The whole way there, I kept trying to remember the size of the frame, and wondering if it would fit my print. Then I would tell myself not to get my hopes up, and then I would start hoping it was just the right size. By the time I was pulling into my driveway with my new frame, I had thrown all caution to the wind. I just knew that it was meant to be, and that my new frame was going to be the perfect fit for my print!
It was about two inches too big in height and width.
But I wasn’t going to let a couple of inches ruin my vision. I was determined to make it work. So I headed to Home Depot and grabbed some moulding to fill in the spaces. I just used my miter saw to cut them to size.
Then I used my hot glue gun to attach the pieces to form a frame.
With all four pieces attached, I placed it inside the frame just to double check the size.
And then I tried it with the print to be sure that it covered all of the edges of the print.
It worked! Now I just needed some color on it.
I knew that there was absolutely no way I would ever be able to match the color of the frame, so I went a different direction altogether. He had also given me two other old frames (a matching set) that had a dark stained detail on them.
So I decided to do something similar, and stain the new frame liner. I used Rust-Oleum wood stain in dark walnut.
By the way, that’s just one coat of stain on pine trim. Just want to point out once again that there’s no way in heck that Minwax stain would have covered pine that beautifully. I don’t get paid anything by Rust-Oleum for recommending their products. I simply recommend their stain because it’s the absolute best.
When it was dry, I placed it inside the frame, got it centered just right, and used painters tape to hold it into place. I was very nervous using painters tape on the front of this frame. I don’t know if it’s actually an antique, but I do know that it’s very old, and some places on it are a bit brittle. So I was as careful and gentle as possible.
With it in place, I turned the frame over, and used hot glue to attach the liner. Note that I did not lift up the liner and place the glue under the edge. I just placed a bead right along where the liner met the frame.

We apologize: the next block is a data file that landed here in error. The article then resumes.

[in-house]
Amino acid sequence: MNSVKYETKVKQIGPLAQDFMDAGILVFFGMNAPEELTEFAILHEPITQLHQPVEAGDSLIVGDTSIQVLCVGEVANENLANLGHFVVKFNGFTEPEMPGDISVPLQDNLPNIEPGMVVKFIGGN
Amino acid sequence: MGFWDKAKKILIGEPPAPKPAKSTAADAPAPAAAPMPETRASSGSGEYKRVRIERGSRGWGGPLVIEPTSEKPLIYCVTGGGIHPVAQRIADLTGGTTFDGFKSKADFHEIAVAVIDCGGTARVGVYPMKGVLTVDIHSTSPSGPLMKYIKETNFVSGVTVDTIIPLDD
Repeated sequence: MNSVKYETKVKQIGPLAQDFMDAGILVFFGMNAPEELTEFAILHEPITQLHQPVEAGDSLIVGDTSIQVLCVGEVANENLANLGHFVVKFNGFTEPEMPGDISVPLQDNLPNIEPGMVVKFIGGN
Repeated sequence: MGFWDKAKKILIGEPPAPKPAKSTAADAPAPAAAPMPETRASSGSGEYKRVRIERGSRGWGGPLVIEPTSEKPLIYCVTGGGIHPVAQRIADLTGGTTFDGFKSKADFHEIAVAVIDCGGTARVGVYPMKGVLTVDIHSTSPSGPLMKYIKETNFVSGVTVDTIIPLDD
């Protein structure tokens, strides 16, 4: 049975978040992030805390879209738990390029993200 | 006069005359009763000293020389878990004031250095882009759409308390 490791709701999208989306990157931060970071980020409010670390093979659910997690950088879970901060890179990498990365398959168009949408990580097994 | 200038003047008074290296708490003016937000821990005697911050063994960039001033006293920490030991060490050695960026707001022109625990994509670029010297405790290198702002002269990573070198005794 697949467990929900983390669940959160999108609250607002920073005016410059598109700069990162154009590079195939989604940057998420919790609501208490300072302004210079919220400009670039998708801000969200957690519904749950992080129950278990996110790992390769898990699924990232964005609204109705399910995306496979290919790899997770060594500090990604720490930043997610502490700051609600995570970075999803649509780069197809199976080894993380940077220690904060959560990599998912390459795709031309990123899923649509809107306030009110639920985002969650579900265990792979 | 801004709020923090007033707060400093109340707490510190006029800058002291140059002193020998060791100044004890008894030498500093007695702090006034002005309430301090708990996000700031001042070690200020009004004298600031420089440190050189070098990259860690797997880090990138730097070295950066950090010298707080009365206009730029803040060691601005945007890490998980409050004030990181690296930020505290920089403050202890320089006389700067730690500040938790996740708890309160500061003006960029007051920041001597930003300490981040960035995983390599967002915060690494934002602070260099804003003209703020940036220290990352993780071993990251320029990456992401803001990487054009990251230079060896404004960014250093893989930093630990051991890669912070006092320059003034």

Then I placed the canvas on the liner. You’ll notice that I didn’t center the canvas. When my mom used Photoshop to increase the size from a 16 x 20 to a 20 x 24, it actually left some blank space (about an inch-and-a-half) at the top that she had to fill in with clouds using Photoshop. So that isn’t part of the original painting. This new frame didn’t require that extra part at the top, so I was actually quite happy to place it in the frame so that the Photoshopped part would be hidden behind the liner.
Once I had it just where I wanted it, I used another bead of hot glue to secure the canvas. Again, I didn’t lift up the canvas and place the glue underneath. I simply placed the bead of hot glue right along the edge where it would touch both the canvas and the liner.
Please note that I never, ever, ever in a million years would have hot glued an original piece of artwork to a frame!!!!
If I were using the original artwork, I definitely would have come up with another method. But since this is a print, I had no issue with using hot glue.
And with that, it was done! And here she is in all her glory.
I can’t even explain to you how perfect I think this is. It’s like my vision for the artwork above my fireplace completely materialized right there in my living room, and the odds of that actually happening I thought were slim to none.
I can’t stop staring. I think it’s the most beautiful thing in my whole house.
Before this frame fell into my lap, I had ordered some sconces from Shades of Light. They’re supposed to be here on Friday, so I’m anxious to see if they’ll still work with the new frame. I sure hope so! Sconces would complete the vision I had in my mind for this wall.
Well, except that my vision included an overmantel with trim and painted white to match the fireplace, but now I’m second guessing the overmantel. I love how the frame looks on the rich teal wall. So we’ll see where I end up with that.
I’m off to stare at my artwork some more!